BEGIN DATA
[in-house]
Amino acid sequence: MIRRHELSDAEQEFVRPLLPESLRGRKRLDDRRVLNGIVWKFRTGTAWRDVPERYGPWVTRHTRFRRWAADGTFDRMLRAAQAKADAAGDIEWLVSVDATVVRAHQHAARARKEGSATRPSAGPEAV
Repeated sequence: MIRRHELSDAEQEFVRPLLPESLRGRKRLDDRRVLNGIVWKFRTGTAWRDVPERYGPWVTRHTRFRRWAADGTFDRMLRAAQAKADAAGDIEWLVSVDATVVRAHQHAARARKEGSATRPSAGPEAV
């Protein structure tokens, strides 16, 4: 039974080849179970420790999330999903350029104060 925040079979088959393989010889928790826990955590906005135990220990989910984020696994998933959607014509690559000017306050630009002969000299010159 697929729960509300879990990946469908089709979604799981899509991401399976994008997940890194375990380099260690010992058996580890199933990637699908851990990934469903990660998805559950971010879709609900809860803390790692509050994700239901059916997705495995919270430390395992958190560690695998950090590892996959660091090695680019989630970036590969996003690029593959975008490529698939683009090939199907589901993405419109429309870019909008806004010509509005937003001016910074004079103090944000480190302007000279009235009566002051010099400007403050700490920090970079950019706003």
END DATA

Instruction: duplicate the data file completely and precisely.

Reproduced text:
[in-house]
Amino acid sequence: MIRRHELSDAEQEFVRPLLPESLRGRKRLDDRRVLNGIVWKFRTGTAWRDVPERYGPWVTRHTRFRRWAADGTFDRMLRAAQAKADAAGDIEWLVSVDATVVRAHQHAARARKEGSATRPSAGPEAV
Repeated sequence: MIRRHELSDAEQEFVRPLLPESLRGRKRLDDRRVLNGIVWKFRTGTAWRDVPERYGPWVTRHTRFRRWAADGTFDRMLRAAQAKADAAGDIEWLVSVDATVVRAHQHAARARKEGSATRPSAGPEAV
């Protein structure tokens, strides 16, 4: 039974080849179970420790999330999903350029104060 925040079979088959393989010889928790826990955590906005135990220990989910984020696994998933959607014509690559000017306050630009002969000299010159 697929729960509300879990990946469908089709979604799981899509991401399976994008997940890194375990380099260690010992058996580890199933990637699908851990990934469903990660998805559950971010879709609900809860803390790692509050994700239901059916997705495995919270430390395992958190560690695998950090590892996959660091090695680019989630970036590969996003690029593959975008490529698939683009090939199907589901993405419109429309870019909008806004010509509005937003001016910074004079103090944000480190302007000279009235009566002051010099400007403050700490920090970079950019706003």